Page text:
- Electric utility efforts to help customers reduce energy consumption and monthly bills have “stagnated,” the American Council for an Energy-Efficient Economy said in a report published Thursday. The group identified a nearly 5% decline in efficiency program spending from 2018 to 2021.
- Energy savings dropped 5.4% across the same period. Most utilities, regulators and state policymakers “should do a lot more to help reduce energy waste,” said Mike Specian, utilities manager at ACEEE and lead author of the Utility Energy Efficiency Scorecard.
- Eversource Massachusetts topped ACEEE’s scorecard for the third consecutive time, ACEEE said. Ohio Edison, a FirstEnergy utility, was last among the 53 utilities that were ranked on the basis of their policy and program efforts.
Electric utility spending on energy efficiency is down 4.9% since 2018, which has contributing to a 19% drop in peak demand reduction, according to ACEEE’s assessment.
Spending “is a critical indicator of a utility’s commitment to energy efficiency,” ACEEE said. As a percentage of a utility’s revenues, spending on efficiency programs dropped from 2.58% in 2018 to 2.23% in 2021.
“As you might expect, this has negatively impacted savings,” Specian said in a webinar discussing the findings. “In 2018, utilities are saving an average of 1.03% of their annual sales through efficiency. Three years later, overall savings in absolute terms have dropped ... to an average of 0.91%.”
Likewise, energy efficiency went from shaving about 0.8% off peak demand, to 0.7%, he added. “I would characterize all these trends as moving in the wrong direction,” Specian said.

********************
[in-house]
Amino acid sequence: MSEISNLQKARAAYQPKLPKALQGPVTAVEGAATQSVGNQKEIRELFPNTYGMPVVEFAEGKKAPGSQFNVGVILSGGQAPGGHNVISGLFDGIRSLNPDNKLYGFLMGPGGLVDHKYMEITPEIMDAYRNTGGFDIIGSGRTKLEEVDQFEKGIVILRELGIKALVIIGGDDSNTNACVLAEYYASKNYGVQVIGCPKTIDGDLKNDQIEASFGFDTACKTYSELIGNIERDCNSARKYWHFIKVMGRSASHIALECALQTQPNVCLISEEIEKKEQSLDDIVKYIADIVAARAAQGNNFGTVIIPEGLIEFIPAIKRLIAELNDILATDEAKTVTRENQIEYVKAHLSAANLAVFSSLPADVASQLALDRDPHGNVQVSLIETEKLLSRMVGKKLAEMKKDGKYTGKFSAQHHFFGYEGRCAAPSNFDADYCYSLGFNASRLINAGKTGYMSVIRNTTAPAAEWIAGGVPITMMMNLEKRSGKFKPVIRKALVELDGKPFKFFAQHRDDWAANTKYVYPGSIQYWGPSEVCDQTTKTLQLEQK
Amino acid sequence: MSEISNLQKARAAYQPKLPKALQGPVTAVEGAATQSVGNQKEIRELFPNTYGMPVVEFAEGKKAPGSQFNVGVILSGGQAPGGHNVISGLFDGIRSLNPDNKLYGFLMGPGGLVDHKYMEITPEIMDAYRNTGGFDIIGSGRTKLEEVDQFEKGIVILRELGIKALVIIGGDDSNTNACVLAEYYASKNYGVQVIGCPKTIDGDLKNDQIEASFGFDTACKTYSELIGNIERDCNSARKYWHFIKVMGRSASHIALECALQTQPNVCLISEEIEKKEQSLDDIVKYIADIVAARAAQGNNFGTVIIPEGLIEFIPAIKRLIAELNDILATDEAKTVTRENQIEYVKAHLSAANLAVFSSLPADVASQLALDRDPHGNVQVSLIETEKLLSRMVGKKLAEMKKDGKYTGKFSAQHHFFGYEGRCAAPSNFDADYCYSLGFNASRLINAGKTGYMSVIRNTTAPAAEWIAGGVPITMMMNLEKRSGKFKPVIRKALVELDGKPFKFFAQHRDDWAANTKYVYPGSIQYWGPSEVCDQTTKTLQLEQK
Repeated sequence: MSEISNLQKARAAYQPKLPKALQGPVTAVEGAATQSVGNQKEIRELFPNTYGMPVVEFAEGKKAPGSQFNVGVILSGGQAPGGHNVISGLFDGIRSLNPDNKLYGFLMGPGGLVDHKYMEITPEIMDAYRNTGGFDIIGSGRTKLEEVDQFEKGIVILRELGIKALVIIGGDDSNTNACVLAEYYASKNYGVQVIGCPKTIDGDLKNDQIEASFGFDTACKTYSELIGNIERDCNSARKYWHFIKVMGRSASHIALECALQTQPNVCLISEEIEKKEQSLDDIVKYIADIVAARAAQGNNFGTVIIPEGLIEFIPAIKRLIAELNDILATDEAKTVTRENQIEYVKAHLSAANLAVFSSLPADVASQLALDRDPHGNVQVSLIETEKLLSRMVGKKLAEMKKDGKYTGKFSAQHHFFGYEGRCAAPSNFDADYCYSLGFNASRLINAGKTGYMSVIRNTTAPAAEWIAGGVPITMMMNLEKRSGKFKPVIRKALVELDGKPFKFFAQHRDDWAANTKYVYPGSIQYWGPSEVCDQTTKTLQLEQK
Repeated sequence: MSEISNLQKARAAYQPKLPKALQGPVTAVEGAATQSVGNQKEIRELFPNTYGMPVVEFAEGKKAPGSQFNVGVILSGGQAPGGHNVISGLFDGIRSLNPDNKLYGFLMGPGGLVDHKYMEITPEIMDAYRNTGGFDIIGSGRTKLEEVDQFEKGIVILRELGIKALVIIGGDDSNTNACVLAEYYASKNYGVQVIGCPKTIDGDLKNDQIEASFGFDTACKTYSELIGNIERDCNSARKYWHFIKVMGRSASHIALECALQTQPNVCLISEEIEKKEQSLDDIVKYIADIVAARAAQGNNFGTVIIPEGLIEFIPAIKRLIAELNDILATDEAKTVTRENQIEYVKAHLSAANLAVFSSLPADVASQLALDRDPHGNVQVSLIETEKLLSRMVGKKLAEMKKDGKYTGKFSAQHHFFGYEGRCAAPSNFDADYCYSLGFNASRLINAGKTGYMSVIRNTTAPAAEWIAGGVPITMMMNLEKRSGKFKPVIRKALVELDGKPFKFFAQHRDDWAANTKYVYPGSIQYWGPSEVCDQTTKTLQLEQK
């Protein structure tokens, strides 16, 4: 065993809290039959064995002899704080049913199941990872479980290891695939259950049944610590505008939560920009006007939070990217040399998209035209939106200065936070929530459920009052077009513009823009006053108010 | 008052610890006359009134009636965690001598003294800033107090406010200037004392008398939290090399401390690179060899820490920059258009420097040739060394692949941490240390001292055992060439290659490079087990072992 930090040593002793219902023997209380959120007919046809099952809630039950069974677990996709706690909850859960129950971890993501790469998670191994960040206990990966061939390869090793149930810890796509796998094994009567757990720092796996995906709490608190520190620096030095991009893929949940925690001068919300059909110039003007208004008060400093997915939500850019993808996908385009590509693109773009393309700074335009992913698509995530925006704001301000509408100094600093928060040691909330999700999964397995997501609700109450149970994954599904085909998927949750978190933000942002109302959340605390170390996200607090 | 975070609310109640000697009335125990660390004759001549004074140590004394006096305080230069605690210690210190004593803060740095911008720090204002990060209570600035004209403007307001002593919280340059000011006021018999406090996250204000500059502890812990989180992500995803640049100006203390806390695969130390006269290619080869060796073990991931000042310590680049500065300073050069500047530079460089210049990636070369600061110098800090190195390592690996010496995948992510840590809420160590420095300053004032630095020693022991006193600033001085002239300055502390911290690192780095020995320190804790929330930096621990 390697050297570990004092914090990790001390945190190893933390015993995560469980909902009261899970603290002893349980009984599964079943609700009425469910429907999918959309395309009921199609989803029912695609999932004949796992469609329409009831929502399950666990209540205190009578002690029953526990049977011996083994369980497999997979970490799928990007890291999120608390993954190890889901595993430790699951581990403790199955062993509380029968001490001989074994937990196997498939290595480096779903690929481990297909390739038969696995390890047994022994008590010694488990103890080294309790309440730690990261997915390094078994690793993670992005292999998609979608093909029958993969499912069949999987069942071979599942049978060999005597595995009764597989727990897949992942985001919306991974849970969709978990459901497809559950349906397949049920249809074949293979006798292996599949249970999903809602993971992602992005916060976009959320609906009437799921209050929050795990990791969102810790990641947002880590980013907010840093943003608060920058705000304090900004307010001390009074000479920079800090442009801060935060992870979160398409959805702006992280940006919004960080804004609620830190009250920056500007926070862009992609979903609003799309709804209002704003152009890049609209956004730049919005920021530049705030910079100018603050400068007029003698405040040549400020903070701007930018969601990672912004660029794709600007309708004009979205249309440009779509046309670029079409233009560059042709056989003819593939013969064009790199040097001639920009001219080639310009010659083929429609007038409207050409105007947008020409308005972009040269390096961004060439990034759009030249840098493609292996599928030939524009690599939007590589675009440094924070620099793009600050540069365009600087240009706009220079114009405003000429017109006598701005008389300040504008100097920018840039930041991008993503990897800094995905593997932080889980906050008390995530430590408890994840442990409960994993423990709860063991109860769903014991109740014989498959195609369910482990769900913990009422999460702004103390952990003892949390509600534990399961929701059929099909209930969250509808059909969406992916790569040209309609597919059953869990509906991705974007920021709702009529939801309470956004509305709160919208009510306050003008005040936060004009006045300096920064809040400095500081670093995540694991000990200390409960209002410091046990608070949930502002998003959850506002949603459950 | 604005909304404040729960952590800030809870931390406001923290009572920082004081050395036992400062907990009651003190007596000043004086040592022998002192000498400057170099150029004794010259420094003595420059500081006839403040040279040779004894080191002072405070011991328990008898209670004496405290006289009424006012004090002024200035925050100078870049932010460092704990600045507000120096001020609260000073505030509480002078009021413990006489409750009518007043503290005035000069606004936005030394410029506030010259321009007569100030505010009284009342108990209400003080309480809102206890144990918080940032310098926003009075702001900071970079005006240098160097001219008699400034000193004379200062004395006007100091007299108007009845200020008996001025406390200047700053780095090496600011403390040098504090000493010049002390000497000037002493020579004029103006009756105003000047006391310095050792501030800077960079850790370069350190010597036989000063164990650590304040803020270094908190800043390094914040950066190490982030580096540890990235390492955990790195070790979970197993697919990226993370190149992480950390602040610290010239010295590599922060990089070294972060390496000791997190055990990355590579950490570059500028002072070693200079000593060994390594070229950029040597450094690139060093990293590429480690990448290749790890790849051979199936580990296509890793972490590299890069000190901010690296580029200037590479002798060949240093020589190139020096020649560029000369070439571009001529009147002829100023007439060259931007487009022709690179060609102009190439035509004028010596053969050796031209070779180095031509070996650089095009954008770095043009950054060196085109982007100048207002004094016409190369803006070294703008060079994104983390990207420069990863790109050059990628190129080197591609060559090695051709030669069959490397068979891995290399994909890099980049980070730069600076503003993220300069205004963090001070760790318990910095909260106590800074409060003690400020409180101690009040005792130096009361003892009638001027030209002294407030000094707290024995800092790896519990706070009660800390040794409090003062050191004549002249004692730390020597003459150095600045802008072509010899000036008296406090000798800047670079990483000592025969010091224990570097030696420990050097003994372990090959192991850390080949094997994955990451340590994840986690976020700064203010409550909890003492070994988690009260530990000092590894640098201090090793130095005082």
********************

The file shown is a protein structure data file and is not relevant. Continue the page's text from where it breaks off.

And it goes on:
Utilities do not have total control over their efficiency spending, ACEEE officials noted. Ohio utilities essentially had efficiency programs canceled by state lawmakers in 2019.
Edison Ohio, which ranks last in ACEEE’s scorecard, scored just 2.5 points out a possible 100. The utility did not respond to a request for comment. AEP Ohio and Duke Energy Ohio scored in the bottom five of the scorecard.
“Even if we were to remove from consideration the three Ohio utilities that had their efficiency programs canceled, efficiency spending is still down over 2% nationally on average, and efficiency savings are about the same as they were three years ago,” Specian said.
Florida Power & Light was ranked next to last in ACEEE’s scorecard, at 52. A spokesperson for FPL parent company NextEra Energy said the utility has “long believed in empowering our customers to make energy-efficient choices that are right for them,” and “we communicate about energy efficiency year-round.”
FPL offers energy savings tips and programs, “including one of the largest demand side management programs in the country,” he said.
ACEEE’s scorecard did reveal “some positive developments on low income programs,” Specian noted. Utilities have increased low income spending 17% since the last scorecard, going from 10.7% of their efficiency program budgets on average, to 12.8%.
“So this is certainly a trend in the right direction, but those spending and savings levels, we would argue, are still too low,’ he said. “We know that low income programs typically require more spending per customer to achieve the same benefit.”